Game theory – Planescape Torment

posted in: Game Design, IT University | 0

In game studies, there are many different theories on how to study games. However, many of these theories can roughly be divided into two main methodologies. The first methodology focus mostly on the analysis of the game as an artifact where technical aspects, the game’s design or narrative are deconstructed in order to derive meaning and attain knowlegde. Common for this form of method is that the player is not that particular important as the research of the game as an artefact is all that matters. The other methodology of studying games is focussed on the experiences of the players while interacting with the game system. Because of this methodology investigates the digital aspect of the game as well as the context that is generated through the act of play, this method also opens up for various ways of analyzing the play experience. Something that the first methodology cannot do.

One can agree or disagree with the various methodology approaches and both have their merits when analysing games, but as a game designer I do not agree with the first methodology approach that only focus on analysing a game as a product and leaves the player out of the equation. The reason for this is that in my opinion games are an unique form of media in that they, unlike movies or music, allow the players to implement their own agendas, feelings and ideas onto the gameplay experience through interaction with the game and the act of play. In doing so, the players are also activily defining what a game is and its intended play experience. This conflict of how to analyse games and multiple discussions with fellow students and teachers also led to a project that tries to come with an argument for why the last methodology is the only one that makes sense when analysing games.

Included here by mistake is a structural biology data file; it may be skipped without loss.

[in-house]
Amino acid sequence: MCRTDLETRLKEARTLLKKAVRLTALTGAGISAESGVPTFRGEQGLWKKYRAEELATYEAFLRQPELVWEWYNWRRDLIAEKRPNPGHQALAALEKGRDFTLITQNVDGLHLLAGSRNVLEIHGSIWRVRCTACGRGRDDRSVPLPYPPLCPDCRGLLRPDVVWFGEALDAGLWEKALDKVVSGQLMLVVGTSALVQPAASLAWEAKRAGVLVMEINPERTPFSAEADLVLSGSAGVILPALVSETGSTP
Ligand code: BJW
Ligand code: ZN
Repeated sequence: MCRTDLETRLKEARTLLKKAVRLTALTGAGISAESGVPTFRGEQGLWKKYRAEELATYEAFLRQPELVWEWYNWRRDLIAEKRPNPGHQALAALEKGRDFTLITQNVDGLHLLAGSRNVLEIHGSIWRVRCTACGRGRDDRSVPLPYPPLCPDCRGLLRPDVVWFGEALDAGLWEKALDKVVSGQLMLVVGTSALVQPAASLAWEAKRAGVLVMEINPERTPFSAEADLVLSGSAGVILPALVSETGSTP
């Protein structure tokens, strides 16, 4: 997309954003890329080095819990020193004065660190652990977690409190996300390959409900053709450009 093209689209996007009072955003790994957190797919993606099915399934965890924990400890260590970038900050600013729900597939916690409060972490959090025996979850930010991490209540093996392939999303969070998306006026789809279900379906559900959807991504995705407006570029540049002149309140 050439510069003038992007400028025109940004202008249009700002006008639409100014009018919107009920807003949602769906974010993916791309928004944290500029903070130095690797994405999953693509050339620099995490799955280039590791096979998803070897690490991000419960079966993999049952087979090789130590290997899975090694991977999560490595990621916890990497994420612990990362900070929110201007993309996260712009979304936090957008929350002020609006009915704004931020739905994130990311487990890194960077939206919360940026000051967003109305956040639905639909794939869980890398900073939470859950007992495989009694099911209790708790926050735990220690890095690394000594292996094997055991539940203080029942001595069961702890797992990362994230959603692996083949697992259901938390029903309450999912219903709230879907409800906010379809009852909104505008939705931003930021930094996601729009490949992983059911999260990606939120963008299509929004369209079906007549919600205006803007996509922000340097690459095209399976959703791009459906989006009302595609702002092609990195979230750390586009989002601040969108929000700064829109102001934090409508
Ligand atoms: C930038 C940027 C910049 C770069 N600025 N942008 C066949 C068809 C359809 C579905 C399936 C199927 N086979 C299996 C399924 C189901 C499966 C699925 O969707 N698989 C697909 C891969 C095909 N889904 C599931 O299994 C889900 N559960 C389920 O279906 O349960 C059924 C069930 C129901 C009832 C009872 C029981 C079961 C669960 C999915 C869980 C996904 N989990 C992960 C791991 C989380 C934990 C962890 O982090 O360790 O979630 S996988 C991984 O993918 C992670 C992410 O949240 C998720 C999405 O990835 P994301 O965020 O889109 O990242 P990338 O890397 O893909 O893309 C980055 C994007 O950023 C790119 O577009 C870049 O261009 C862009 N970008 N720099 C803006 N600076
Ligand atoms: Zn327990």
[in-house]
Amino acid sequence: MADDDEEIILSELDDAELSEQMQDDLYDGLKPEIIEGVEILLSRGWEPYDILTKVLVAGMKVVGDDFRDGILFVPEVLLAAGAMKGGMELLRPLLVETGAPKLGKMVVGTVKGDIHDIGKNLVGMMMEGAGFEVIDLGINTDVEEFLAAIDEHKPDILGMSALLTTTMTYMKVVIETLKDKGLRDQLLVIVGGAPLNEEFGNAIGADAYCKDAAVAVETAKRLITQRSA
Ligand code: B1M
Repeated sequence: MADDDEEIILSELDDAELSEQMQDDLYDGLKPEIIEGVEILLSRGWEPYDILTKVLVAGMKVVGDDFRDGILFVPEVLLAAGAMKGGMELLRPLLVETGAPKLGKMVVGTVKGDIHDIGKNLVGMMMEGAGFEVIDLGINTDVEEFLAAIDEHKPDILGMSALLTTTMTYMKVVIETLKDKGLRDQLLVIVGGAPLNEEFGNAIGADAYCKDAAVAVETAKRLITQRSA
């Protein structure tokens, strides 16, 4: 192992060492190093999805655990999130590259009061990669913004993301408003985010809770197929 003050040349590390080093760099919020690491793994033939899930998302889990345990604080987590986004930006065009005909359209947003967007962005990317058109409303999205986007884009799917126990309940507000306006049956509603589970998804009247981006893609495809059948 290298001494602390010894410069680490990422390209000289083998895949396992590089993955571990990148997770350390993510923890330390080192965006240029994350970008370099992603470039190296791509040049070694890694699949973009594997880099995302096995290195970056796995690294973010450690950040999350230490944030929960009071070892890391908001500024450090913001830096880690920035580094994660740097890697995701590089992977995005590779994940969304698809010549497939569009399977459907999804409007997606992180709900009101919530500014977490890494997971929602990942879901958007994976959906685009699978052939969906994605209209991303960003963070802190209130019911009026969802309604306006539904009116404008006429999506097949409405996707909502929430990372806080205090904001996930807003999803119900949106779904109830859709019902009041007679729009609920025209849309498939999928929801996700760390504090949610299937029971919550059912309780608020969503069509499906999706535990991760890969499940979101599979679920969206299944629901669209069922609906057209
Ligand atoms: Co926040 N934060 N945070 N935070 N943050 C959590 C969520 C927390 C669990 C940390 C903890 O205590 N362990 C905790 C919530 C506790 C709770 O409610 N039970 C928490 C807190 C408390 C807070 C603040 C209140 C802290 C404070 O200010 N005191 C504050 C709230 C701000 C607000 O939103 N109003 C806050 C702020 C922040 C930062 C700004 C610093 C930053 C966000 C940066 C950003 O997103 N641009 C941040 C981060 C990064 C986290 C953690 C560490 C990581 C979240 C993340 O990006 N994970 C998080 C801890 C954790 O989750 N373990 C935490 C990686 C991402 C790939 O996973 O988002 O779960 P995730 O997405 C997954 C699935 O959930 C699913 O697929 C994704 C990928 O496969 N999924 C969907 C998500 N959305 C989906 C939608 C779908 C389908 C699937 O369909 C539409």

The Project
This project uses the cRPG Planescape Torment as a case study in determining why I think that the only way of analysing digital games is by focusing on the gameplay experience between the player and the game. Without the player, the game would be nothing but a digital artefact that has no purpose. Thus it is the interaction between the player and the game that is important as it is the act of play that is meaningful for the player. Stenros and Waern (2010) theory of viewing games as enacted experiences play a central role in this argument. Other theories such as quest theory, narrative theory and understanding the context are also used to strengthen the overall argument of this project.

Did it work
Well, that is a very tricky question to answer as there is no right solution. In the end, it all comes down to a personal opinion and of course that the teachers of the course are convinced. This also means that this project is grounded in scientific theories and methodologies so it does not become a subject of me saying what I feel.

Want to learn more
If you want to learn more of this project, please feel free to read the project. You can click on the link here: Foundationpaper Planescape Torment Updated

Leave a Reply

Your email address will not be published.